I gave my students a "Twitter Page" for Junior so they can keep an ongoing diary of the main events in each chapter. They are asked to "twitter" after each chapter read. One of the benefits of teaching in a school in which professional partnerships is encouraged, is that we can share ideas and materials. This Twitter Page was co-designed with one of my colleagues, Joe Mastronardi, while we were discussing the weeks lessons for this novel.
For this activator I ask students to read over their notes regarding Junior and Rowdy's relationship including their Twitter Page and Characterizing graphic organizer, and Characterization chart. I've attached a short video of when students were completing their Characterizing Friendship organizer in a previous class.
After a they read over their material I review the questions they will be asked to answer at the end of the lesson on their Rubric for 3 Paragraph Mini-Essay questionnaire.
My goals during this section of the lesson include:
I begin the lesson by highlighting details of the character's relationship by reviewing the Characterizing Friendship graphic organizer. I use a students organizer as a model and ask her to read and analyze an excerpt using the docucamera for the class to see. I next ask another student to discuss a section of his Venn Characterization Graphic Organizer for Junior and Rowdy.
To model finding text dependent evidence which is required in the common core standard RL.9-10.1, I first think aloud by asking myself "What are some of Junior's physical characteristics?" I look at my "Twitter Page" and read that in chapter 1 he was described in great detail. I then go to chapter 1 and find a a few sentences that describe his physical characteristics. I share this process by using the docucamera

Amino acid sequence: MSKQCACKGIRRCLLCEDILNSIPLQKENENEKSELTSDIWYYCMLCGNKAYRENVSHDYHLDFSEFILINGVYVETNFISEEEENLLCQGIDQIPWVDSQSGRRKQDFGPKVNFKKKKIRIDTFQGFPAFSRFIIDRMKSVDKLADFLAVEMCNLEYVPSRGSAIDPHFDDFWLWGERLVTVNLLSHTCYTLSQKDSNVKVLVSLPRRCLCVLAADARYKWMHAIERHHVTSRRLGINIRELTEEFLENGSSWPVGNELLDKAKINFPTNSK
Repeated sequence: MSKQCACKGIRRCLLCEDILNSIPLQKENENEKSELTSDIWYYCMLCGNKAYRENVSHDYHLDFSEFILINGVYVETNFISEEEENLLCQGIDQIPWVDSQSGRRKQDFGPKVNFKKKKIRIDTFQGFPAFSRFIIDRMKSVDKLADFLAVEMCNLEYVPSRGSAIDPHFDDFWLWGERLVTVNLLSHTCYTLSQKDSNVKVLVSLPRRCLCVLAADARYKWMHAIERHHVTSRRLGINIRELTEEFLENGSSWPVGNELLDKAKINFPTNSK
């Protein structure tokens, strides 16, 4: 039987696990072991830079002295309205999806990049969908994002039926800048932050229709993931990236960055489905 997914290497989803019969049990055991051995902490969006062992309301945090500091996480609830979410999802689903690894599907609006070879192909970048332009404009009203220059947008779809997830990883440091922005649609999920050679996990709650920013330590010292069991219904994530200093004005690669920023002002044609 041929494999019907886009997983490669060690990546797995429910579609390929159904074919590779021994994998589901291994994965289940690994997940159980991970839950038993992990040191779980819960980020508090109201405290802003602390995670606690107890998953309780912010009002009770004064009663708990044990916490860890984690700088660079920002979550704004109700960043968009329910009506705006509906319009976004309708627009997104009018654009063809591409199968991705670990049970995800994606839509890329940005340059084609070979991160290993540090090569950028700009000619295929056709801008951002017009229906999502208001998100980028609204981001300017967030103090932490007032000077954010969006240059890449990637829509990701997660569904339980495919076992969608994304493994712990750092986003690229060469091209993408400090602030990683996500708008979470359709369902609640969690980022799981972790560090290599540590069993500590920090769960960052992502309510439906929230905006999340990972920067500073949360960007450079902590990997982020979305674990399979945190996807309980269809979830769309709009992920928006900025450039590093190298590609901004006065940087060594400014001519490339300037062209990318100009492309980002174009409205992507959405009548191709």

Lastly, also using my docucamera, I read the Character Analysis Learning Activity's components of writing the 3 paragraph mini-descriptive essay. One of the common core standards being addressed in the lesson is the writing standard W.9-10.2 which requires students to write arguments to support claims in an analysis of substantive topics or texts, using valid reasoning and relevant and sufficient evidence. This is a goal for my students but for many will take time to reach. With this understanding I begin with a 3 paragraph versus 5 paragraph essay.
In reflecting on how I supported my students who many are struggling writers, I realized the importance of offering a model for them to see and understand how to begin their mini-essay.
When providing my students with this model of an intro paragraph, I explained why I wrote what I wrote as well as leaving open sentences for them to complete therefore encouraging them to engage in the often arduous task of writing. When I provided this scaffold, I also highlighted and/or underlined the topic sentence, examples and supporting details that I included.
Now it is time for them to begin writing their essays by analyzing the two characters while finding evidence from the text to begin their essay. Each student works independently because if I have them working together their tendency would be to talk off task. This lesson's task, writing, takes concentrated effort to accomplish and is a challenge for many of my students to accomplish.
As they write I circulate among the class answering questions, redirecting students to the assignment, and prompting engagement by looking for evidence together. I encourage their efforts with comments such as " I see Tommy has found three pieces of clear evidence to support his essay" or "Crystal is making sure she is answering the essential questions in her essay." I find that if this is said aloud with sincerity, students listen and want to do the same.
As a wrap up activity, I ask students to complete their Rubric and hand it in after which I will score with my evaluation comments for each student to read and later discuss.